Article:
It is important to discuss the terms beforehand with other parties to save time. Otherwise, if they reject the contract, it will need to be revised. For example, let’s say your contract says:

“John Doe will sell his 2022 Mitsubishi Mirage in exchange for $15,000.”

If the price and details of the exchange have not been agreed upon before the contract was written, it will be revised. This may delay the contract and encourage haggles.

Therefore, you must have an agreement in good faith. Every party needs to mutually assent to the terms for there to be an agreement. No party must be forced or coerced to accept the terms of the contract, otherwise, it will not stand.

Your written contract must be fair and honest. The terms must be clear for all parties to abide by the requirements.

How to write a contract to yourself

Having known that anybody can make a legal contract on their own and as long as the important elements are included and both parties are legally competent and consent to the agreement, below are the steps to write one yourself:

1. Begin with basic information

Start by writing the date at the top of the page followed by the names or company names of the parties involved in the format below:

This contract is between [entity] and [entity].

If the contract is between businesses or an individual and a business, include the legal title of the business using designations like “LLC” or “Incorporated.” If available, include other identifying information such as a person’s title.

2. Describe the services or goods being exchanged

Use clear language to detail the consideration to be exchanged. Your language must be easy to understand when describing what goods or services are being exchanged, including money for services if that is the case.

Write in short paragraphs and number the heading for each paragraph for easier reference. Avoid verbose language because, in court, the judge decides the case the same way the average person would interpret the contract. Nevertheless, some jargon (terms or phrases) have historical precedents and exact legal meanings that facilitate how the court interprets the contract.

Your contract should include clearly and in detail, what one party is promising to deliver and what the other party agrees to pay or do in exchange. Suppose the deal includes services:

  • describe the services to be performed;
  • the person who will perform it;
  • for whom;
  • where;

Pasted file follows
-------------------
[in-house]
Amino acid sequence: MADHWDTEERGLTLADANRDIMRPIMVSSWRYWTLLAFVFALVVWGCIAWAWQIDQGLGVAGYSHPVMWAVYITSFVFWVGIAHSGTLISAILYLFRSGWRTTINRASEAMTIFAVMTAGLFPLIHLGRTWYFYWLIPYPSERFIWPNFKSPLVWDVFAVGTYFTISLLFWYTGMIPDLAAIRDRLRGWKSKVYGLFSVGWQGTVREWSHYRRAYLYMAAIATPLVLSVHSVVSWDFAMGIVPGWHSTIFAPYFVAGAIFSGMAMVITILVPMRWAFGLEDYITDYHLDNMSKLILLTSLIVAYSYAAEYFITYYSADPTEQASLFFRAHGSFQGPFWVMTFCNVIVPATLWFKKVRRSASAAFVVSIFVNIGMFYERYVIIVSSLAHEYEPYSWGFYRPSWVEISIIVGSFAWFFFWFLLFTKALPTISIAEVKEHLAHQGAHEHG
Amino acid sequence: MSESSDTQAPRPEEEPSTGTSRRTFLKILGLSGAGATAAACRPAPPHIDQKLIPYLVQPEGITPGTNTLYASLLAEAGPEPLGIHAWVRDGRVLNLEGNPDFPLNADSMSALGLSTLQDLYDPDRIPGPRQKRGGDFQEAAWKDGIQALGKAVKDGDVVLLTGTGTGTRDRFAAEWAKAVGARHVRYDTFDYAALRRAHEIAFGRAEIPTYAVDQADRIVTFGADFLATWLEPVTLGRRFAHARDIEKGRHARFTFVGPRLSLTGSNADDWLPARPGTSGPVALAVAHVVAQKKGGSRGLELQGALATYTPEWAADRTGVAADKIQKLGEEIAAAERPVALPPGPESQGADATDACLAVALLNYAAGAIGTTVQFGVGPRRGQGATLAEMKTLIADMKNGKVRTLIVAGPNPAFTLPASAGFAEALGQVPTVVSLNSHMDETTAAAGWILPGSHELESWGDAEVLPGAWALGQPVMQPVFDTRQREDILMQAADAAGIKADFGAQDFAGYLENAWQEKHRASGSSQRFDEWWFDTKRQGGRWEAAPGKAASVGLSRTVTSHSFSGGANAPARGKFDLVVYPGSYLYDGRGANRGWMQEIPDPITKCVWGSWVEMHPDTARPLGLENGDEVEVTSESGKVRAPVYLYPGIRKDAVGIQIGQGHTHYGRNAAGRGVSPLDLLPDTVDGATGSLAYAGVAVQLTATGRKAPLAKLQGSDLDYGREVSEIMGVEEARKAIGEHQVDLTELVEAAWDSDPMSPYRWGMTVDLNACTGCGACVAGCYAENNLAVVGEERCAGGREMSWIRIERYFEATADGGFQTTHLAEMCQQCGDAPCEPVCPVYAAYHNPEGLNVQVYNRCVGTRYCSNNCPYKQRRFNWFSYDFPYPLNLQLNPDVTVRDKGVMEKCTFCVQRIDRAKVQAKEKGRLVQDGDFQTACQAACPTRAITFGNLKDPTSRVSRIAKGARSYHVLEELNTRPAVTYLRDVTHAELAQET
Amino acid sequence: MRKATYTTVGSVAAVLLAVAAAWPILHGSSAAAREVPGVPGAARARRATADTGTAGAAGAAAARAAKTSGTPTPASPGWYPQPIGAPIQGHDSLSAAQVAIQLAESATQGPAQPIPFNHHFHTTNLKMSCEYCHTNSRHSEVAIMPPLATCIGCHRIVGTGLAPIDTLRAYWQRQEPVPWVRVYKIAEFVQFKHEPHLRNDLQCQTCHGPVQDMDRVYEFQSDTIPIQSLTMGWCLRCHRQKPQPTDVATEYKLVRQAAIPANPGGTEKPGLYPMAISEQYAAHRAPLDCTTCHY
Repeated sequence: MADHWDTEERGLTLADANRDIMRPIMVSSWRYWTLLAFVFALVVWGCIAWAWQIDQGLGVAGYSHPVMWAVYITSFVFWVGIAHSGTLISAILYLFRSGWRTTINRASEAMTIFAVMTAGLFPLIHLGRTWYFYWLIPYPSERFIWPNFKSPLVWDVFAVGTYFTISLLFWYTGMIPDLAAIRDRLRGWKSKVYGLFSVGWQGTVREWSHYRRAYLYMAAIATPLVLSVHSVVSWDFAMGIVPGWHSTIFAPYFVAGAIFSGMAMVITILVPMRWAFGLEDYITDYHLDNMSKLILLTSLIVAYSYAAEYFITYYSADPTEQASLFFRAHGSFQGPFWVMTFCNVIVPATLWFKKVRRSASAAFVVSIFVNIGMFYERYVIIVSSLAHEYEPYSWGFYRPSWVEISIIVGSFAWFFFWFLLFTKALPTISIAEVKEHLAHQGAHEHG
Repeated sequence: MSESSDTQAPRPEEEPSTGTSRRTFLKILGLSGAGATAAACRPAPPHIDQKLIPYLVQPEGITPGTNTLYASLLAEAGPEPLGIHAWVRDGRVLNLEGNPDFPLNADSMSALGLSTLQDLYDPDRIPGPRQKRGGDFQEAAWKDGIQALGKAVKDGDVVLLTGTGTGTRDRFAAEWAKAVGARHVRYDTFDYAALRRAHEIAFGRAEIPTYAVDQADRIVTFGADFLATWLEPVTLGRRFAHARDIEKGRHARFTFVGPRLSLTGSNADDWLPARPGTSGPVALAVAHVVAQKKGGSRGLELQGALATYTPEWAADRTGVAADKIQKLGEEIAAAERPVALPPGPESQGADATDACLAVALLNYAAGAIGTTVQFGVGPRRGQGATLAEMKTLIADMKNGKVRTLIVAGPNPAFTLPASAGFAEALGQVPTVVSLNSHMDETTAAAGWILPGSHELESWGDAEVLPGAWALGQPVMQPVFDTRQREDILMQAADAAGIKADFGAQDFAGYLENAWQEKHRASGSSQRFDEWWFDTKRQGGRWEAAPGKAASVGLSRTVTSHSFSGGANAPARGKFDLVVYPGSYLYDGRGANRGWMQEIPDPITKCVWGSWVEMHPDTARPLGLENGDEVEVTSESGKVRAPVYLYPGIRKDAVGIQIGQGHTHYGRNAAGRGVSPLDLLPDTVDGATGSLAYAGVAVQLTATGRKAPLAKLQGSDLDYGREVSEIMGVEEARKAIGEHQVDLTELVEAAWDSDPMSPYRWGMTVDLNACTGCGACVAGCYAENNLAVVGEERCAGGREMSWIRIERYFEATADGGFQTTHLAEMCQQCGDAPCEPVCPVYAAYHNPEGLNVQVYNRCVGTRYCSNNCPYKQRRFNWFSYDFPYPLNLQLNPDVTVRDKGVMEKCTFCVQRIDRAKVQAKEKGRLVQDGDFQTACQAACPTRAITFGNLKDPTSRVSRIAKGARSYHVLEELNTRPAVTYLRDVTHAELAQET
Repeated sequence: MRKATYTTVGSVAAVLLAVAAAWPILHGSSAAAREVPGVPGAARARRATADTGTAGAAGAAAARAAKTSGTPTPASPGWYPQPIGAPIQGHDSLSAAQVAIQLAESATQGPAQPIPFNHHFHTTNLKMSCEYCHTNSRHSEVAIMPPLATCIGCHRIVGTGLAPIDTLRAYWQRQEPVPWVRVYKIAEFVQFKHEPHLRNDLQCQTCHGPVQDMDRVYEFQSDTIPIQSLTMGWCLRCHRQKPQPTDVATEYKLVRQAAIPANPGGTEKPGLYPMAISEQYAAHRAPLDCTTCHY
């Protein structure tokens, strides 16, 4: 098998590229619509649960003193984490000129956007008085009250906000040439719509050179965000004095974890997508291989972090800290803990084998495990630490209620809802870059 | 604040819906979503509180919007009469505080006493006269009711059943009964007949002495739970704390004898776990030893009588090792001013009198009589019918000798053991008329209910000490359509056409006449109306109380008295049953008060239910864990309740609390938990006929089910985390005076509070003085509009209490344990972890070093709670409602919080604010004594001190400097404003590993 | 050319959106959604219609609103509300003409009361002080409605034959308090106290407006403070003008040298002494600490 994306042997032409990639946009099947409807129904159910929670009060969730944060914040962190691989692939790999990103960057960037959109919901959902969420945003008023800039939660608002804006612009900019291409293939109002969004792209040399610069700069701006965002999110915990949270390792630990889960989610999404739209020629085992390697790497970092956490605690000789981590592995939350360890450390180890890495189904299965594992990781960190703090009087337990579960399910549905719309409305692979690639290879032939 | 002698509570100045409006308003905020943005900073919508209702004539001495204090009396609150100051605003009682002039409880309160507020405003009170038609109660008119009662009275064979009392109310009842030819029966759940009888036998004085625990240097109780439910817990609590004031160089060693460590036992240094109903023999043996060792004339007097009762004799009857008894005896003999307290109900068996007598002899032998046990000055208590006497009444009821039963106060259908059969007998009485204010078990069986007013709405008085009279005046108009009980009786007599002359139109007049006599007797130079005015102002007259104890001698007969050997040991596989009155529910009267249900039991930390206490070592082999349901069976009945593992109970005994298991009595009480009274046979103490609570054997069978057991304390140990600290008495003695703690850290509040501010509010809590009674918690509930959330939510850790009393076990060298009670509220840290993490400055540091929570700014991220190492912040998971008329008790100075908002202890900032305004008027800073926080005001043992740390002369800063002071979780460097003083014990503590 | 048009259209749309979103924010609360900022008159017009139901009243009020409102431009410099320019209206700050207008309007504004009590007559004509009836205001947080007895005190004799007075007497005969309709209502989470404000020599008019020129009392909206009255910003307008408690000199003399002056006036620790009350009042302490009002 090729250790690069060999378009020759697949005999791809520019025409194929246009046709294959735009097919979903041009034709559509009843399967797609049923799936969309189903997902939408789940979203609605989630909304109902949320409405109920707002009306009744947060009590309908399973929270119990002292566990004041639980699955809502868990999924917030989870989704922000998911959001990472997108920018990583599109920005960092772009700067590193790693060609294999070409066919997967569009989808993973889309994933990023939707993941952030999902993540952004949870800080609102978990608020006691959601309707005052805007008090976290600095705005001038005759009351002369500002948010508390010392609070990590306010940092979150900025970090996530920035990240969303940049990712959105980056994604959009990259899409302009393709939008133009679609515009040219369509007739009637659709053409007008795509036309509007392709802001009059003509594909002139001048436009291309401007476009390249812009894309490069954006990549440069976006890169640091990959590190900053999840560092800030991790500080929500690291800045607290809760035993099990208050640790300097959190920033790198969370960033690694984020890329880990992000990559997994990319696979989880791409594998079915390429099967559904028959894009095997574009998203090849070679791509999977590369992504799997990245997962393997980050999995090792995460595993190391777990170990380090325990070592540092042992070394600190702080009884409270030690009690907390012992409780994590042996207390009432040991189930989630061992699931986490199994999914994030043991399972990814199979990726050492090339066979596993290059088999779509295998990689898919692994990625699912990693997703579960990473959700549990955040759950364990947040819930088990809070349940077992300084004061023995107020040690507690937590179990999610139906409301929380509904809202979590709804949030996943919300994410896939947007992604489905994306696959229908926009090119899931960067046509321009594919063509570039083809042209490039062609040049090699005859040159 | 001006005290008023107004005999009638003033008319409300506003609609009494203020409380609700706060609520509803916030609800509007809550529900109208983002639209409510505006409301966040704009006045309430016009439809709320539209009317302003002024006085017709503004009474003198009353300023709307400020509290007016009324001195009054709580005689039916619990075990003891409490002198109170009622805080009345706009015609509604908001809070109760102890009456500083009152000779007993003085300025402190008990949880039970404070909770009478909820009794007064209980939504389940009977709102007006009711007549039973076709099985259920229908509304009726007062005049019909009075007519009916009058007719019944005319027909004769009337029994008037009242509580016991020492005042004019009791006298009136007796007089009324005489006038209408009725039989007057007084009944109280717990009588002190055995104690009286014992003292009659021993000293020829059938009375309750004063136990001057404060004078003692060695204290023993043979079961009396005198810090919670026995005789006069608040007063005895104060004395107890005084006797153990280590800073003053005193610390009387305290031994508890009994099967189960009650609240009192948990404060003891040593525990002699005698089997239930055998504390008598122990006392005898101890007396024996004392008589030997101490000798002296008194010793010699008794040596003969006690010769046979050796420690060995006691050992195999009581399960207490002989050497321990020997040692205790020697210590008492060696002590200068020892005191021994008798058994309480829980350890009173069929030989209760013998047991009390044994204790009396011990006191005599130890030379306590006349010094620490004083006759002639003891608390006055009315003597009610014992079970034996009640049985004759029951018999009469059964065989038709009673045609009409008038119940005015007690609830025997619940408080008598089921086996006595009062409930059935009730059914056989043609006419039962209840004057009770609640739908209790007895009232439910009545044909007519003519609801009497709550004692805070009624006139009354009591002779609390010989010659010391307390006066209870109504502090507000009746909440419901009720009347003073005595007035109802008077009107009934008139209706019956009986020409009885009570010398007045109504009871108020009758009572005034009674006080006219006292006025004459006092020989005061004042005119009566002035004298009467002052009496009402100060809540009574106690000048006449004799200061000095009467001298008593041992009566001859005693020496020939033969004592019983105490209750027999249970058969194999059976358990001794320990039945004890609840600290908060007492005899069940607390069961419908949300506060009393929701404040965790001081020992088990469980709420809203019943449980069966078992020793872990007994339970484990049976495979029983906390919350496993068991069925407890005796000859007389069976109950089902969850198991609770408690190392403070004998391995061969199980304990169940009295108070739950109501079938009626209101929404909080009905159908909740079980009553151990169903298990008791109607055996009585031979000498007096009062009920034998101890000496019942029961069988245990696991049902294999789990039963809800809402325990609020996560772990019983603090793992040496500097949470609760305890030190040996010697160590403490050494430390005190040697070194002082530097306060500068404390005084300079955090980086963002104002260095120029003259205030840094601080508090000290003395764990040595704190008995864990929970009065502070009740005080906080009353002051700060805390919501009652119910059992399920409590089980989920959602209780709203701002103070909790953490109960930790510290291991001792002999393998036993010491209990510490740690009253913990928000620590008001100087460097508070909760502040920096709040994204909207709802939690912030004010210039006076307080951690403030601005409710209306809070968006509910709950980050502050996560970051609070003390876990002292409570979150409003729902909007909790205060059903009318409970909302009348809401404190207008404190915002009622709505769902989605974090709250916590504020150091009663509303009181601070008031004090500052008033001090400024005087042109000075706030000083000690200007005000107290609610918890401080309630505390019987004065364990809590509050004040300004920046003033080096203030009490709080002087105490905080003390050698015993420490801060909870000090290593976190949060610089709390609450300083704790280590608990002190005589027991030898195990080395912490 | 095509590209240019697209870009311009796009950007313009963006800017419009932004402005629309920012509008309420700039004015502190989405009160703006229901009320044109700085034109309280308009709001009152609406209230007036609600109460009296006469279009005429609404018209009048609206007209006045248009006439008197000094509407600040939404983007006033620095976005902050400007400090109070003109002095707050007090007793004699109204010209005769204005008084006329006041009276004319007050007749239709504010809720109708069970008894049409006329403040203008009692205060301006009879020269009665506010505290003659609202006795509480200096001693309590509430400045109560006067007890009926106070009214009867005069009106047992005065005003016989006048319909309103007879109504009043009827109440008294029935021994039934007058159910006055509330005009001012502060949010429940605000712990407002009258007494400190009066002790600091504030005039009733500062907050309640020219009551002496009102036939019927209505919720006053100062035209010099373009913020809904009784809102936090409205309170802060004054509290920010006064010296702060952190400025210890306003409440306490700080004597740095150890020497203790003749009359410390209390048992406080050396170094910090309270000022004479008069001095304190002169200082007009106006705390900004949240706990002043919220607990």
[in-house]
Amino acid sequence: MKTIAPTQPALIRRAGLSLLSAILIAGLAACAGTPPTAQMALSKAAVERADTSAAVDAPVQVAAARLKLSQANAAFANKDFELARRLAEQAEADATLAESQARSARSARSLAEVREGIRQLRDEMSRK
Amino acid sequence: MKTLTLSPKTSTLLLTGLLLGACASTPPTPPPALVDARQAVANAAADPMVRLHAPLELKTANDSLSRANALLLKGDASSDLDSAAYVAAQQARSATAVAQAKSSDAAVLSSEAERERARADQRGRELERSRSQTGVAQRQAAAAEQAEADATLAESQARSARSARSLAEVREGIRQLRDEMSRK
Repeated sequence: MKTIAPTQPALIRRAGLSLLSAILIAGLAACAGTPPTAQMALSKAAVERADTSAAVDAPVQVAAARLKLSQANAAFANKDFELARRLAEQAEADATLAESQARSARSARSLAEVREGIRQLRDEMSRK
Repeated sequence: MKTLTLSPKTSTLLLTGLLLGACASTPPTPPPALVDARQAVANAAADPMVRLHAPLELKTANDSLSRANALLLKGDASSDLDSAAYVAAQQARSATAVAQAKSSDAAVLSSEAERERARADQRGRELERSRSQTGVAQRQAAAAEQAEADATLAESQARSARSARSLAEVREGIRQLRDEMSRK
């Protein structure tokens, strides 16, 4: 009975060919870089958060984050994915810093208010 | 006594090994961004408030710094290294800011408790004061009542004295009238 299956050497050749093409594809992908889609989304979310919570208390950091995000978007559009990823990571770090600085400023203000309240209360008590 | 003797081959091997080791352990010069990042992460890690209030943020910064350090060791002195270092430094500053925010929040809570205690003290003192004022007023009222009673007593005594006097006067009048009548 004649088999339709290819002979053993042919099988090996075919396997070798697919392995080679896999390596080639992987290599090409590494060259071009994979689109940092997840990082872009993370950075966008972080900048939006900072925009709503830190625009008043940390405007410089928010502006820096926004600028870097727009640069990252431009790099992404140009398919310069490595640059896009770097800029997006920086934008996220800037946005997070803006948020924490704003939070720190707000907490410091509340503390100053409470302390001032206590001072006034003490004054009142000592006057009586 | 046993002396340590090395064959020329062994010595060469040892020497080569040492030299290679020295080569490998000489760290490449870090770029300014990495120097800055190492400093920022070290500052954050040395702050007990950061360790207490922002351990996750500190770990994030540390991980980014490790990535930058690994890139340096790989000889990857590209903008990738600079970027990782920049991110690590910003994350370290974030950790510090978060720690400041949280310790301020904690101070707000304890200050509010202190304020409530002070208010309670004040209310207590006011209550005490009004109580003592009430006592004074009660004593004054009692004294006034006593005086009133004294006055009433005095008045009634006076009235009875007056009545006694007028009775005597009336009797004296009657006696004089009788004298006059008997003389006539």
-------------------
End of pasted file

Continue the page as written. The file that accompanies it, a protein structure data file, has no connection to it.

• when;
  • for how long, and
  • for what consideration.

A basic example is a contract with terms that require services for money:

John Doe agrees to proofread 1,000 pages for Forbes Publishing by January 5, 2022, for a flat rate of $6,000, to be paid in full within 30 days of delivery.

A basic example of a contract with terms that require services for services:

John Doe agrees to mow my lawn once each week for one month beginning from May 7, 2022, in exchange for me to help him re-tile his roof on June 6, 2022.

If your contract involves selling real estate, it should include a legal description of the property and its exact location. It is advisable to seek the assistance of a real estate agent or a lawyer because legal descriptions of real estate have very specific requirements that you may find difficult to provide them yourself.

If you are selling goods, describe the item’s make, model, color, size, delivery date, and any other identifying information.

3. Add an addendum to your contract

Addenda may be necessary for your contract if you forgot certain detail in the contract or if the details of some aspects of the contract are cumbersome to include. You can add addenda at the time of the contract or later, so far all parties to the contract sign off on (or initial) it.

4. Consider including a confidentiality clause or a Non-Disclosure Agreement (NDA)

If you do not want the other party to share the contract information with others, consider a non-disclosure clause to forbid the other party from disclosing any information. From the SEC archives (in the Securities Exchange Act of 1934), “Confidential Information shall collectively refer to all non-public information or material disclosed or provided by one party to the other, either orally or in writing, or obtained by the recipient party from a third party or any other source, concerning any aspect of the business….”

You could have the other party sign an NDA before entering the contract which will make them face legal action if they share your information. A mutual NDA will protect all parties from sharing each other’s information.

A confidentiality clause protects the party from exposing trade secrets. It may also require one party to return the other party’s information or property once the contract is fulfilled.

5. Include a contract termination clause

Include a clause that describes the termination process of the contract. Specify the contract duration. If it’s a one-time exchange of services, include that the contract will be terminated upon completion of the transaction. However, for ongoing services, you could state that either party may end the contract by giving 30 days’ notice. Of course, contracts may be terminated without cause. Here are samples provided by Law Insider in their publication Termination by Either Party Without Cause Sample Clauses.